Powered by WebAds

Wednesday, July 21, 2010

How the EU could get tough with Iran

With the European Union apparently about to follow in the United States' footsteps and impose additional sanctions against Iran, Emanuele Ottolenghi and Mark Dubowitz explains how Europe can get it right (for those without Journal access, full article is also here).
For years, Europe has been criticized for its lucrative business deals with a regime that threatens Israel with nuclear annihilation, sponsors terror around the globe, and brutalizes its own population. Now, the rest of the world will be watching how the EU expands on June's new round of U.N. sanctions, in both substance and implementation. The EU is Iran's largest trading partner, so whatever it does will become a "ceiling" particularly for Gulf and Asian countries that are unlikely to do more.

That's why it's so important that Europe finally gets it right. Like comparable U.S. measures, the new EU sanctions will target Iran's energy industry, the regime's lifeblood. The problem is that when it comes to Iran, the EU has so far drawn a distinction between ostensibly legitimate Iranian businesses and those involved in procurement and proliferation for the state's nuclear and missile programs. But by using its own sanctions against Burma as a precedent, the EU could now target any publicly owned Iranian companies regardless of whether they directly contribute to proliferation.

The EU's sanctions against Burma's military junta focus simply on any company owned by the state or regime officials and their families, whose revenues help to keep the junta in power. The U.N.'s recent resolution provides the political cover for a similar approach against Tehran by emphasizing in its preamble "the potential connection between Iran's revenues derived from its energy sector and the funding of Iran's proliferation-sensitive nuclear activities."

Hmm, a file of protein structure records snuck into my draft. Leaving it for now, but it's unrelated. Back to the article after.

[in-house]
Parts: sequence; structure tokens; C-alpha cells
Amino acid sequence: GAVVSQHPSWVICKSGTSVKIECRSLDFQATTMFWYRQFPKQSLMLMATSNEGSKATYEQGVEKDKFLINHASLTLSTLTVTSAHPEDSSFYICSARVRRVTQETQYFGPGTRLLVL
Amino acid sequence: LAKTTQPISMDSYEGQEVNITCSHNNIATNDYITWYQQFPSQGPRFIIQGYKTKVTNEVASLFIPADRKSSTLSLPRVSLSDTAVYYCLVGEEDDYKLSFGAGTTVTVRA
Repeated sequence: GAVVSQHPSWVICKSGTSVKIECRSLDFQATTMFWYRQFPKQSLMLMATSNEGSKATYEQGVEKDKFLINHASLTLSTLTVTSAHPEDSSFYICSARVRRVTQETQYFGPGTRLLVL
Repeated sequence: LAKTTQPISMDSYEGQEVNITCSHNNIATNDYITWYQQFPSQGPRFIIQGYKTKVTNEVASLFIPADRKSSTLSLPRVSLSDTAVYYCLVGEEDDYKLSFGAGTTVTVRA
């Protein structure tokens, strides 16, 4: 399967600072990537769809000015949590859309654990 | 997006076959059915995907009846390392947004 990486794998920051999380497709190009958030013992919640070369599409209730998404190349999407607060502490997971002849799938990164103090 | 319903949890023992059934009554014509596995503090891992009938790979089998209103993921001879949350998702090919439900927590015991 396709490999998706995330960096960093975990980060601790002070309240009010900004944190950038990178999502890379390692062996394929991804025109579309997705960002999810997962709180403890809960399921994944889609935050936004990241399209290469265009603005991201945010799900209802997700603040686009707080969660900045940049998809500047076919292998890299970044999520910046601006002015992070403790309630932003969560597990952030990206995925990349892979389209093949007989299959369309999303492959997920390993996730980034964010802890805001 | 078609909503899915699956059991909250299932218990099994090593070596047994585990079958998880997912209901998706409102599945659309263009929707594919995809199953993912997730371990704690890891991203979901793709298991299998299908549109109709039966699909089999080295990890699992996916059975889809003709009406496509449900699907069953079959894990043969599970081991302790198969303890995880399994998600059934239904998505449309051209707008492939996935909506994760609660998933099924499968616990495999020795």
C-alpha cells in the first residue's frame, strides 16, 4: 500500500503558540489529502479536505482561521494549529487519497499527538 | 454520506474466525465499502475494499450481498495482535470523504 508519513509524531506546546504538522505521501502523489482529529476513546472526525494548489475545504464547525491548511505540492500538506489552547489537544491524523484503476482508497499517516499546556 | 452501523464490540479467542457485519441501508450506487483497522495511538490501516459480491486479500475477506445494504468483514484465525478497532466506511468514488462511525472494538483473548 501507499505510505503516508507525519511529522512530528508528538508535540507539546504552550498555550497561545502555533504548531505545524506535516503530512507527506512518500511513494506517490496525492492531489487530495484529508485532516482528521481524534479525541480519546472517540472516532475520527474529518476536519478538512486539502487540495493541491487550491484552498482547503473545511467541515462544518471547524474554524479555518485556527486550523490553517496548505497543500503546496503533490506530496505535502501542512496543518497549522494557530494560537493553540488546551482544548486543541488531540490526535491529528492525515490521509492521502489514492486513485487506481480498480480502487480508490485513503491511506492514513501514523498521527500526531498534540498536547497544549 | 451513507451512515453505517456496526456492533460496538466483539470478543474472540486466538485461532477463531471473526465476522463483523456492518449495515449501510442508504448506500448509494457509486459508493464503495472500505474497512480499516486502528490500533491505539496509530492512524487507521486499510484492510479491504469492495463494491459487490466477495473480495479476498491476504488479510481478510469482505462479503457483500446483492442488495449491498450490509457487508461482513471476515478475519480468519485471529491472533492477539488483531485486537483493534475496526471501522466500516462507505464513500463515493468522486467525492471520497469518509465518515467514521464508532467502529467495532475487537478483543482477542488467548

By designating specific companies and individuals in Iran's energy industry as well as their overseas procurement branches active in energy-related, nuclear-proliferation and missile activities, the EU could deny vital revenues to companies whose profits and access to foreign technology are critical to Iran's nuclear ambitions. Given that Iran's energy business is wholly owned by state companies; and that many enterprises in its energy-service industry are linked to the Islamic Revolutionary Guard Corps (a key player in the regime's nuclear activities and internal repression efforts), a proper EU blacklist would have to be quite exhaustive.
Read the whole thing. It's a fascinating list.

It's a shame that it's taken so long for the World to wake up to the menace of Iran. Is it too late to stop them? We won't know if we don't try. According to a picture accompanying this article in Tuesday's JPost, the sanctions are having an effect. But that may still be too little too late. And the fact that the P 5+1 is having another negotiating session with Iran in September is not a good sign.


Post a Comment

<< Home